reading not writing

I really thought that I would do better today and actually find something to write about, especially as it’s midsummer’s day.

It would have been my grandmother’s birthday and Grandpa always gave her a poetry book. But I have no new summer poetry and I’ve been too busy reading this weekend to do any real writing.

As the reading hasn’t all been for pleasure, I did slip out for a short walk this morning, so I will once more fall back on posting pictures instead.
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morning after

I went for a walk in the park the other morning before breakfast. It was early enough that the only other people out and about were dog-walkers and joggers.

The light wasn’t very special and the grass was decidedly damp. We have had some lovely weather recently, but also some tremendous storms, so I’m not sure the plants actually know what season it is, but there were still plenty of flowers and blossoms worth taking pictures of.
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the words we use

They say that language shapes our view of the world: if we use sexist and bigoted language, it is difficult to avoid becoming sexist bigots and if we don’t have the words for a concept, we find it hard to understand.

Certainly my own experience of learning a second language revealed a different personality: I was free to say things I could never have said in my native English because the words and the grammar permitted it and because I came fresh to the new language with the opinions and ideas of an adult but with no personal attachment or aversion to the words.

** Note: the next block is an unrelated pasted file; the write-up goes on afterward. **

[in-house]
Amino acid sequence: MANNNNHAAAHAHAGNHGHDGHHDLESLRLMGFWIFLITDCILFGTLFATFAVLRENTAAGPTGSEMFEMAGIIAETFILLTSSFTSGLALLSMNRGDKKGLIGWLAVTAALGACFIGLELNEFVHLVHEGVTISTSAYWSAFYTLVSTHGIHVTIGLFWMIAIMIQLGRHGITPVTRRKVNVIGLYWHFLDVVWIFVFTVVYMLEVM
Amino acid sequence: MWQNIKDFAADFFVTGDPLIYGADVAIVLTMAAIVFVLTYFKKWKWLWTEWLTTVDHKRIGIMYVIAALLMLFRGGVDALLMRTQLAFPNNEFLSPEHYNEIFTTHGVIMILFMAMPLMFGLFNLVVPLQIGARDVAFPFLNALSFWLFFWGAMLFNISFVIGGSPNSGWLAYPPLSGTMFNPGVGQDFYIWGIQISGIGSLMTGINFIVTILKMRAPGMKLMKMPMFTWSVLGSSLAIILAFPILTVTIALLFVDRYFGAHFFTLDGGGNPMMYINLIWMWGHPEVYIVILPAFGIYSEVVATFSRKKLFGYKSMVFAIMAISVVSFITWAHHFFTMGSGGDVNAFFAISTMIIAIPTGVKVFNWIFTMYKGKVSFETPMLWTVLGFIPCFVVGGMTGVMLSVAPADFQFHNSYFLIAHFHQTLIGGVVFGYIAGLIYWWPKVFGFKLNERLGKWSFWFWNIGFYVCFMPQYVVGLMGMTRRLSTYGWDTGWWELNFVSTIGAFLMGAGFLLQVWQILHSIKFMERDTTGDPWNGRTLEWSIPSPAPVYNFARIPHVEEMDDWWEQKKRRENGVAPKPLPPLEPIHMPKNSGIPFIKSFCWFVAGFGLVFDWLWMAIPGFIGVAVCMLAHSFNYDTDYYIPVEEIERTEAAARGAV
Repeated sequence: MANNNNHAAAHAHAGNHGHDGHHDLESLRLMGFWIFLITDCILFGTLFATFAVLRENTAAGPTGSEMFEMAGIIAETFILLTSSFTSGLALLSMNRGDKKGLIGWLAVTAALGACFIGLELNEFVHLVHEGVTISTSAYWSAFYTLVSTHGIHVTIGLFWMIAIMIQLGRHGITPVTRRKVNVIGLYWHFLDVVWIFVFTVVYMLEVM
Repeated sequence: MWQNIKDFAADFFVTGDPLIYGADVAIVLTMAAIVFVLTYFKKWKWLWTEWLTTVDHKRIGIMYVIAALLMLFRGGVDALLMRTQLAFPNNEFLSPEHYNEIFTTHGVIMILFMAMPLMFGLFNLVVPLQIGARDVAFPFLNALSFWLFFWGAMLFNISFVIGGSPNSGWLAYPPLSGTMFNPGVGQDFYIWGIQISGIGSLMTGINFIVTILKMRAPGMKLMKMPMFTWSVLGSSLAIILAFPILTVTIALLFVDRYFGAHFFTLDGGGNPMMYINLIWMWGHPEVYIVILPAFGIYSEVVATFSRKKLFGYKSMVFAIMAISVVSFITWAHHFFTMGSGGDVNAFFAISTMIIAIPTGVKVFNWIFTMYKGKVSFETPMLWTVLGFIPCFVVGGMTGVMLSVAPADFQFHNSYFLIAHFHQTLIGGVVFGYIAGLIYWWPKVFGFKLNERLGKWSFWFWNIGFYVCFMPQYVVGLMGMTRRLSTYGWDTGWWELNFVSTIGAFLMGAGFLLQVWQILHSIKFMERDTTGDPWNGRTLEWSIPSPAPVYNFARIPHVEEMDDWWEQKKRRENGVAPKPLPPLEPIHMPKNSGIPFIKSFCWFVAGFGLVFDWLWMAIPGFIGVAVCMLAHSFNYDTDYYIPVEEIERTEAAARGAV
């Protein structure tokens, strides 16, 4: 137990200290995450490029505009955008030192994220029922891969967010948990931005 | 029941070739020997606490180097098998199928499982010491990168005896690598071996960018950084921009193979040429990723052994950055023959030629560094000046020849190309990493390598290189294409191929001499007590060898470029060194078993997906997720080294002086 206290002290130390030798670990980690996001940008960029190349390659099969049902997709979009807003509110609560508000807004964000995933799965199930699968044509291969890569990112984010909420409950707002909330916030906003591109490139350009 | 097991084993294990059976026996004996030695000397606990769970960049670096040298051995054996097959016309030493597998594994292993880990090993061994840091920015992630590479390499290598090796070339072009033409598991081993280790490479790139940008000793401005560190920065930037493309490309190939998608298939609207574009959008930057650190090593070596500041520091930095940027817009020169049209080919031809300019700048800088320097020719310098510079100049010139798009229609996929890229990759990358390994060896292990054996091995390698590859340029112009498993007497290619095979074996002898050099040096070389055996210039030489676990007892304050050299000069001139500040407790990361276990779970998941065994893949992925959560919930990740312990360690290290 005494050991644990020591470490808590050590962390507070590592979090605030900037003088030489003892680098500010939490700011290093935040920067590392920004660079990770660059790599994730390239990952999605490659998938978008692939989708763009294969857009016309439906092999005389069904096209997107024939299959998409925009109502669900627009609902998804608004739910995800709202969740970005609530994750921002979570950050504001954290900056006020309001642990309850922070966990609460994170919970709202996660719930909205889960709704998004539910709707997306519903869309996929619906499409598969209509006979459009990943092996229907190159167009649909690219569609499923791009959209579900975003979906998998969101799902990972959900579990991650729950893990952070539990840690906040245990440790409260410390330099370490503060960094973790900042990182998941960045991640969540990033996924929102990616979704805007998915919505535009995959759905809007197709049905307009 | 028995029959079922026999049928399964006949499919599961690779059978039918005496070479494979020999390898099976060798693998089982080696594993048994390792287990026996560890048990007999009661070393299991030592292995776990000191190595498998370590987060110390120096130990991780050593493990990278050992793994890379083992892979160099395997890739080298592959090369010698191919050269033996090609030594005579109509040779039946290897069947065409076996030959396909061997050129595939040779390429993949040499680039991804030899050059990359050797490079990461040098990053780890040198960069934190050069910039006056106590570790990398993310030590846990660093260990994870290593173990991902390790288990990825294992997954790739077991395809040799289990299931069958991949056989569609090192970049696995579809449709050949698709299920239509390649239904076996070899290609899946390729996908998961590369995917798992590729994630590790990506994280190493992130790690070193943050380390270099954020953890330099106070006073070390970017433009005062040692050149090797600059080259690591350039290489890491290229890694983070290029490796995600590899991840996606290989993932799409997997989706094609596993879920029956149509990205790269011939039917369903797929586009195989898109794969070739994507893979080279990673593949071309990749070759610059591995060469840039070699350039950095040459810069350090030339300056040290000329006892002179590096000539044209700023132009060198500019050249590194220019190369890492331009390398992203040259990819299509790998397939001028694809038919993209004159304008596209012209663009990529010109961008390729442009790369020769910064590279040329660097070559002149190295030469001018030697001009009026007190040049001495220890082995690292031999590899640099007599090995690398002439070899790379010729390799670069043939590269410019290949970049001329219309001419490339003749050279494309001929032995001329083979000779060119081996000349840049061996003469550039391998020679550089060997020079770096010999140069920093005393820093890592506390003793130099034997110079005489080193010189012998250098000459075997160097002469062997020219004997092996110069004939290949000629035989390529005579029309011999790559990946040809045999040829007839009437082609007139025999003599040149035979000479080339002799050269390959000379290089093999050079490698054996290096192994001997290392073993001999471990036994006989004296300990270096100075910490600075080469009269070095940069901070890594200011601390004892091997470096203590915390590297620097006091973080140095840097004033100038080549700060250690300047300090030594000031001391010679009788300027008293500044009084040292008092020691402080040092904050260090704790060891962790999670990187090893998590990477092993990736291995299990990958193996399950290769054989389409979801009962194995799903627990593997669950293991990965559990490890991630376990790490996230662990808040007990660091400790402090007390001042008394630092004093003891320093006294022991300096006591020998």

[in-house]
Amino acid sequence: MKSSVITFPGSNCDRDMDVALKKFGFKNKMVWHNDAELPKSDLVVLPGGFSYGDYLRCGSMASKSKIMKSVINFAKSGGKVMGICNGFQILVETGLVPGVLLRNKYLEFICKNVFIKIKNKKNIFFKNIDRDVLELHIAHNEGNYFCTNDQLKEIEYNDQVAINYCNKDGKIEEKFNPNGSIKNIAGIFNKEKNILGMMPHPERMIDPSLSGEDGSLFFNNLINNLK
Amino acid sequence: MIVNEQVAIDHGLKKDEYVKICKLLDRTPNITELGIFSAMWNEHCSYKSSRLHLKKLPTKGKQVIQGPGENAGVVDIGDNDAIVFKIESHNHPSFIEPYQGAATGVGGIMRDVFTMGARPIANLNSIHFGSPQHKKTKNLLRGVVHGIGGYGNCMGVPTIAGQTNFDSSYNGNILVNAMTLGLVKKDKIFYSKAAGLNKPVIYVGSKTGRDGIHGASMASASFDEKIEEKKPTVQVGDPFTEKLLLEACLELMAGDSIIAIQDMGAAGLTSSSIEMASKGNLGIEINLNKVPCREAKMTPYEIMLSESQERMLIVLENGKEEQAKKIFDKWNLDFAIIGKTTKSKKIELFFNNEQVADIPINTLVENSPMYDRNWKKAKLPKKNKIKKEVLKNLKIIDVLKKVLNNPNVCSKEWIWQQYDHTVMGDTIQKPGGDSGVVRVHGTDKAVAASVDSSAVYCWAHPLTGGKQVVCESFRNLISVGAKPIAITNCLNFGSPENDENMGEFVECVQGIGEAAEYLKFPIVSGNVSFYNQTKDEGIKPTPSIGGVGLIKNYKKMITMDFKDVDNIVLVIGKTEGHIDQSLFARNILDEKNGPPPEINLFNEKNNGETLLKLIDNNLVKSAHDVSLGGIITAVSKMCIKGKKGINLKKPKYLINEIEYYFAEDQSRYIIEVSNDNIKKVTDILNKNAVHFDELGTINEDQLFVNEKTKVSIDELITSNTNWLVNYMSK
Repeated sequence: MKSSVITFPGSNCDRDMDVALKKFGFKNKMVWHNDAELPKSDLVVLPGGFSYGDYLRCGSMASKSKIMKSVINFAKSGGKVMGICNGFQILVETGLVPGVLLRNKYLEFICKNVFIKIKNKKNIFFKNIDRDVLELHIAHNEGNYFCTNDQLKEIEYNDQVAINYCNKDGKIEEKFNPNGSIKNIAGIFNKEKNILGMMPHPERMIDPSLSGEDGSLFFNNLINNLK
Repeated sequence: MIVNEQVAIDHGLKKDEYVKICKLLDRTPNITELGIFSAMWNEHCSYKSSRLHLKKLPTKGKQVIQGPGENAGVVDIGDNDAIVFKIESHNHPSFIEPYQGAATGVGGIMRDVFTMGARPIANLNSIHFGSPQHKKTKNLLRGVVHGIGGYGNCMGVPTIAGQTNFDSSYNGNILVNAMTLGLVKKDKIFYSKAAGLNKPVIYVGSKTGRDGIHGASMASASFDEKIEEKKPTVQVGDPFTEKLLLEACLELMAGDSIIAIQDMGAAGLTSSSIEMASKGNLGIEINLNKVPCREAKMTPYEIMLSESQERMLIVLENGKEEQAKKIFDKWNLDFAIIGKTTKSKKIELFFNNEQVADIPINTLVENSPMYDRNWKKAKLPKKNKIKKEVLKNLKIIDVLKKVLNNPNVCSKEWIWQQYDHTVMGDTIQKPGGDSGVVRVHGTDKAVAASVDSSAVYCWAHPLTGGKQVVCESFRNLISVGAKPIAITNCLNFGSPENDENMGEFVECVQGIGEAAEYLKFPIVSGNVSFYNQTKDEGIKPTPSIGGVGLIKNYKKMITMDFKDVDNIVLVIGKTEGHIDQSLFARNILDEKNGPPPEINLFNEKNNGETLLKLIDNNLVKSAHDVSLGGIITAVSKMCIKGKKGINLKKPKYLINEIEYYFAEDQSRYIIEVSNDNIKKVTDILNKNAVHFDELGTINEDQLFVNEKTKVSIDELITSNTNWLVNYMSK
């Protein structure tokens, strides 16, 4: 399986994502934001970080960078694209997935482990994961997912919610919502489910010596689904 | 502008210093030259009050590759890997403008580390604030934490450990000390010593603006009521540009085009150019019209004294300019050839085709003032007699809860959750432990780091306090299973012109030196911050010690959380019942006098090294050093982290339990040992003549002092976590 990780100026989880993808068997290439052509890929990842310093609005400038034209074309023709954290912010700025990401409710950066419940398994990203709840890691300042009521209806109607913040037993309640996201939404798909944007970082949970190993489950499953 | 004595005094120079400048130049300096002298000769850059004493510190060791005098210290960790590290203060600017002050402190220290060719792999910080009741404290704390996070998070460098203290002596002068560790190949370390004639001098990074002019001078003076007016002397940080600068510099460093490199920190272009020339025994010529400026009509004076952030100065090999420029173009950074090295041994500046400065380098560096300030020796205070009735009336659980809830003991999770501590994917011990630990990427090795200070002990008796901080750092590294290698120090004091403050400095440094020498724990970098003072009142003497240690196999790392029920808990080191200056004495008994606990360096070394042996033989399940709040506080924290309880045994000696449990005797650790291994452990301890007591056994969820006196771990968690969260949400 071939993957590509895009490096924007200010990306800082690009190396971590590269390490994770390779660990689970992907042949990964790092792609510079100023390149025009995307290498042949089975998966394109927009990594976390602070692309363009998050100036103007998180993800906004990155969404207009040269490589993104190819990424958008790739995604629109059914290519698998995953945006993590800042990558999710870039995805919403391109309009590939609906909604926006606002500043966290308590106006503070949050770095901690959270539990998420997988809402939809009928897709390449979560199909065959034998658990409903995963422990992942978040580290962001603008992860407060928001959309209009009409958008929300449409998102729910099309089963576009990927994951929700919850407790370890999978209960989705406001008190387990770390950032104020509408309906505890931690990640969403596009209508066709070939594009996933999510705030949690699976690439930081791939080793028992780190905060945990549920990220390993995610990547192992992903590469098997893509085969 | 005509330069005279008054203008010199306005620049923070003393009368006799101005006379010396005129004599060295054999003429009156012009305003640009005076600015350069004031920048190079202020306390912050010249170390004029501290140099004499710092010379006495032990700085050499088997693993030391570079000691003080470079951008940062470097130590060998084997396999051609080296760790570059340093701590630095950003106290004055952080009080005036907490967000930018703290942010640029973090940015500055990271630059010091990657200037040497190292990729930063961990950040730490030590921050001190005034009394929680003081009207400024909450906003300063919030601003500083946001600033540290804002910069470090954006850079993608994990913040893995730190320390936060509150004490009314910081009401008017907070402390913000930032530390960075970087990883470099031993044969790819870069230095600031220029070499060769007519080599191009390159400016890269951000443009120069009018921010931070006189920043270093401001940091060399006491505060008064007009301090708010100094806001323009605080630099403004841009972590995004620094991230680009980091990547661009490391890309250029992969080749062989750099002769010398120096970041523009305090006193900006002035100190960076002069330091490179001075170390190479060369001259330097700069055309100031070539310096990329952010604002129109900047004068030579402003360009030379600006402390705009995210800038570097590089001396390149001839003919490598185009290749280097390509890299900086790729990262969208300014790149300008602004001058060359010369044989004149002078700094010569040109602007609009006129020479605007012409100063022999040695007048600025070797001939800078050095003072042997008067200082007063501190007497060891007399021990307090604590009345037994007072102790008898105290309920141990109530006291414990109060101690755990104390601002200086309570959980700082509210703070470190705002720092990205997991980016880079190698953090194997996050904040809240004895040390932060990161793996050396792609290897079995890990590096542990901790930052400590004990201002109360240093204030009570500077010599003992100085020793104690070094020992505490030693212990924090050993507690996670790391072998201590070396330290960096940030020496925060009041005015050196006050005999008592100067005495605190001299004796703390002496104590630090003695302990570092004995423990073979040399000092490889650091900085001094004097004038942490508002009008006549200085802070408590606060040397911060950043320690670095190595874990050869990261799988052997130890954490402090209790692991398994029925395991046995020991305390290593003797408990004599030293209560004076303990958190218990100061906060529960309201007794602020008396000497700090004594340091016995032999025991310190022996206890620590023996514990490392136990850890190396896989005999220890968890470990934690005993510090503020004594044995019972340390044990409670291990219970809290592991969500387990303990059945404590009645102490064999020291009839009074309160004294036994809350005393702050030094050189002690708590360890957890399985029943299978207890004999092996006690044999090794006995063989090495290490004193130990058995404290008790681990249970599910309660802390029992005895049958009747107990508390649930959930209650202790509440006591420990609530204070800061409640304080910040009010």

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a sense of scale

There are things that we see and hear that are forgotten in a moment, and other things that stay with us for many, many years.

The things that stick with us can come from any number of different sources and, while some may be profoundly important and shape the way we see life from that moment onwards, others are as trivial as a phrase that continues to echo in memory or a scene from a TV programme that has no relevance to anything at all.
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a little background

Years ago, I belonged to a mixed-genre writing group. I was one of the few members who primarily wrote poetry, so I was delighted when another poet – Don, an American university professor – settled in the city for a few months and started to attend meetings with his wife. (I can’t remember what she wrote; it may have been academic writing rather than creative.)

I’ve often thought that poets get short-changed at writing groups as they are expected to give feedback on all the other members’ work in a range of genres, but frequently get no useful comments about their poems.
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more flowers, fewer words

Recent posts seem to have been quite text heavy – somewhere around six or seven hundred words each for the last six posts. So perhaps it’s time to fall back on photos again, especially given the season and the fact we’ve had some decent weather and I’ve had a fair number of opportunities to take pictures.

ornamental daisies

Despite the fact that, as I write this, the church bells seem to be playing “deck the halls”, with the May trees in bloom and daisies – including these fluffy ornamental ones – growing thick and fast, I think summer must be very close.
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jocund company

Today is grey and snowy again.

Not big feathery flakes that pile up quickly into drifts, and not the sort that are already half melted when they hit the ground. Right now, it’s the sort of snow that might be confused with hail if it weren’t so cold; earlier it was the sort that looks as if someone is rubbing the clouds against a cheese grater.
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